A conversation with prize-winning author and naturalist Terry Tempest Williams about the meaning of home, community, and our changing relationship to the land. "I think our lack of intimacy with the land has initiated a lack of intimacy with each other," Williams says. Published in A Voice in the Wilderness: Conversations with Terry Tempest Williams, edited by Michael Austin (Utah State University Press, 2006)
Ecologist, philosopher and sleight-of-hand magician David Abram reflects on language, perception and what he sees as a deepening divide between human beings and the natural world. From the public radio series Insight & Outlook. Also available in an Italian translation by Carlo Martini from the October 2006 issue of comeDonChisciotte.
In this interview, renowned Australian biologist and founder of permaculture talks about his revolutionary approach to food production and ecological design. "The ethics are simple," he says: "care of the earth, care of people, and reinvestment in those ends." Adapted from a radio interview, this conversation was published in Green Living, Summer 2005. It's also available in a Chinese translation by Huck Lin.
The late Pulitzer Prize-winning political writer Harry Ashmore looks back on half a century of American race relations, arguing that the ideals expressed by Martin Luther King Jr. and other leaders of the civil rights movement are still a long way from being realized. Published in the book American Decades 1950-1959 (Thomson Gale, 2005).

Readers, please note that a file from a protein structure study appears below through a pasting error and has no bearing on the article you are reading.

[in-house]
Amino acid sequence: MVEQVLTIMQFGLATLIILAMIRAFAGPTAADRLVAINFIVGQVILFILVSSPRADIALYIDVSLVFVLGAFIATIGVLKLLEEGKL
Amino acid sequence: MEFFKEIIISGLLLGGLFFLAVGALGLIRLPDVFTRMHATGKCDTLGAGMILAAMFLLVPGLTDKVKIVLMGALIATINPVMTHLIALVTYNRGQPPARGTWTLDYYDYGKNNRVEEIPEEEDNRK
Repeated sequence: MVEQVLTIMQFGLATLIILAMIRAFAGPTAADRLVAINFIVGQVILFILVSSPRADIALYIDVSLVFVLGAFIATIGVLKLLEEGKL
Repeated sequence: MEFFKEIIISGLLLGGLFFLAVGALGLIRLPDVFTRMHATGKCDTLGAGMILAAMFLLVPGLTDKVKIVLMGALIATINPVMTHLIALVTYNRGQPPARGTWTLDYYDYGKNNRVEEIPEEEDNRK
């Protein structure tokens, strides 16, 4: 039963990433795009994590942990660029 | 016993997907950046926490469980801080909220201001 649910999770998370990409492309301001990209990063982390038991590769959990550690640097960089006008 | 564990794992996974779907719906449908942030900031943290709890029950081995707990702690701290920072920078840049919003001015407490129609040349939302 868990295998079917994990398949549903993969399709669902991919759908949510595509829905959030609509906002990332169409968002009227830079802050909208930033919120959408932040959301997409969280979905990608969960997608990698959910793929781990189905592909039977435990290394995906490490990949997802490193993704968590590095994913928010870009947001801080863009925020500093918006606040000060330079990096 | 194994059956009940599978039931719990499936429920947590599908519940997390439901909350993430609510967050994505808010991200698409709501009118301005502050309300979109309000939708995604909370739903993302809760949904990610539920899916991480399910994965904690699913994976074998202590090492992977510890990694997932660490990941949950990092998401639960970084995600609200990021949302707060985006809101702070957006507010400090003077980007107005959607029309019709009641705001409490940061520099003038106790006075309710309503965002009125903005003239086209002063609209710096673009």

In this tour of the modern American metropolis, architect and urban planner Peter Calthorpe calls for a new kind of community design, one that promotes connectedness and "an aesthetic of place." Published in the architectural journal CRiT, Fall 2002.
Philosopher Sam Keen reflects on the art of trapeze, the complexities of love, the role of non-competitive sports, the disappearance of the American counterculture, the importance of wonder, and, not least, how to be free. Published in Saga: The Best New Writings in Mythology, edited by Jonathan Young (White Cloud Press, 2001).